Another problem is the timeline. Faculty members say they’ve been told the new core has to be in place by 2018, and even possibly by this fall at the Post campus. While 2018 is pushing it, fall 2017 is reckless, they say, as revising the core means thoughtful collaboration across disciplines and in some cases creating new courses.

“It’s impossible,” said Deborah Mutnick, a professor of English at Brooklyn who asked to join an appointed campus committee considering revisions to the core. “Not to mention the fact that classes are forming already for fall 2017. It would be incredibly chaotic.”

One professor at the Post campus who did not want to be identified by name said via email, "We have been told that if we do not produce this new, even more reduced core by fall, the [board] may do the job themselves -- i.e., produce their own cut core. ...Needless to say, we are all scrambling at this point."

There's been no formal, direct communication between the board or administration and the faculty as a whole regarding changes to the core. But some of the 2017 rumors are based on an email sent last week to liberal arts departments at the Post campus by John Lutz, chair of English and co-chair of the Outcomes Assessment Steering Committee.

“I learned that the [board] was moving up the timeline and wanted the new core in place by fall 2017,” he wrote. “I was called into another meeting [where] this was confirmed. … Although the board has no real interest in the disciplines represented, I listened to them discuss some disciplines at the board meeting in January, and I’m persuaded that if we don’t respond proactively and pragmatically, they may just decide to eliminate some of our disciplines without our input. And our core will be 30 credits.”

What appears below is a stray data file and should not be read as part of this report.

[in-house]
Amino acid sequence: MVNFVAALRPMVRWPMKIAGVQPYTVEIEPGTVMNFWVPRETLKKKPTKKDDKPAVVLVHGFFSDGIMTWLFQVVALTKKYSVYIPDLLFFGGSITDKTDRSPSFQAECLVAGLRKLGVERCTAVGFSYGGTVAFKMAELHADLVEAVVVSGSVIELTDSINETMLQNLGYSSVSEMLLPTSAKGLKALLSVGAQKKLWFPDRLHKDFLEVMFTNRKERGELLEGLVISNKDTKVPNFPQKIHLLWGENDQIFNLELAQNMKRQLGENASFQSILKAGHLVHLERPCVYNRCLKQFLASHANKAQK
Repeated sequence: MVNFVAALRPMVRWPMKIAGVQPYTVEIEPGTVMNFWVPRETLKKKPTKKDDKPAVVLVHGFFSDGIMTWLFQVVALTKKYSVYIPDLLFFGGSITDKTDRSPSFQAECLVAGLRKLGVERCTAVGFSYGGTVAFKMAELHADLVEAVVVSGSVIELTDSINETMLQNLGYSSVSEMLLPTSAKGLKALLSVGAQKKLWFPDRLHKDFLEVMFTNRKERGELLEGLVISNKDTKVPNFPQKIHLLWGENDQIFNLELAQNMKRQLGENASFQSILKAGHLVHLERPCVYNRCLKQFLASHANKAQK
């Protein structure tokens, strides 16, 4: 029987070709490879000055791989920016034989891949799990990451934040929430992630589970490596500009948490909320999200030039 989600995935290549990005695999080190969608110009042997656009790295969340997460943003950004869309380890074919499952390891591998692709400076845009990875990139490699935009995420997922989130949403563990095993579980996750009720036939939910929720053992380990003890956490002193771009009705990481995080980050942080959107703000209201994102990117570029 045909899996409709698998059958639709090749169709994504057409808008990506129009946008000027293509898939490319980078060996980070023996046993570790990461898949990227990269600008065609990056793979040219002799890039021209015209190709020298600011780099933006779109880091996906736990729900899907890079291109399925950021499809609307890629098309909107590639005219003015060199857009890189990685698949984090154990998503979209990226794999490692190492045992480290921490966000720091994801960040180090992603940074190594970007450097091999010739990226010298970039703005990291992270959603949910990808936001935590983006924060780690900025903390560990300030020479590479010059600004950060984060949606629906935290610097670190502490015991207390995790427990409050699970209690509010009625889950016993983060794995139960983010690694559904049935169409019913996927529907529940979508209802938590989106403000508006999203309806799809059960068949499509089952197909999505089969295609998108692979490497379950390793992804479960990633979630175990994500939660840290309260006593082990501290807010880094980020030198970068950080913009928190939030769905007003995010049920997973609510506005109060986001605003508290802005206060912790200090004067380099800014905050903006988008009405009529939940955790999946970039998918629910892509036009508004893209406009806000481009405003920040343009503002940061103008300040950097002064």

Lutz declined an interview request but told Inside Higher Ed via email that the timeline is still being discussed and he had nothing “definitive” to share.

“Post campus has been undergoing an effort of core revision for the past several years, and I’ve been personally leading that effort,” he added. “We’ve made significant changes to our core curriculum already and integrated best practices such as first-year seminars and learning communities. We’re hoping to continue with this process with a timeline that enables us produce something with intellectual rigor and integrity that will be beneficial to our students.”

If professors want their core revisions to be based on “intellectual rigor and integrity,” why does the board seem set on cores reflective of competitor institutions? Enrollments tell a certain story. Based on internal data obtained by Inside Higher Ed, freshman enrollments have been declining in recent years, from 886 in 2012 to 514 in 2016 at Post, and from 904 to 715 at Brooklyn over the same period. The number of incoming freshmen at Brooklyn dropped from 818 in 2015 to 715 in 2016 alone.

Perhaps not coincidentally, that sharp decline happened the same semester the Brooklyn faculty was locked out for 12 days at the start of classes. President Kimberly Cline later faced faculty votes of no confidence, and the union contract issue remains unresolved in the long term. So that the university appears to be looking to academics to fix what is almost certainly also a public relations problem is not lost on professors.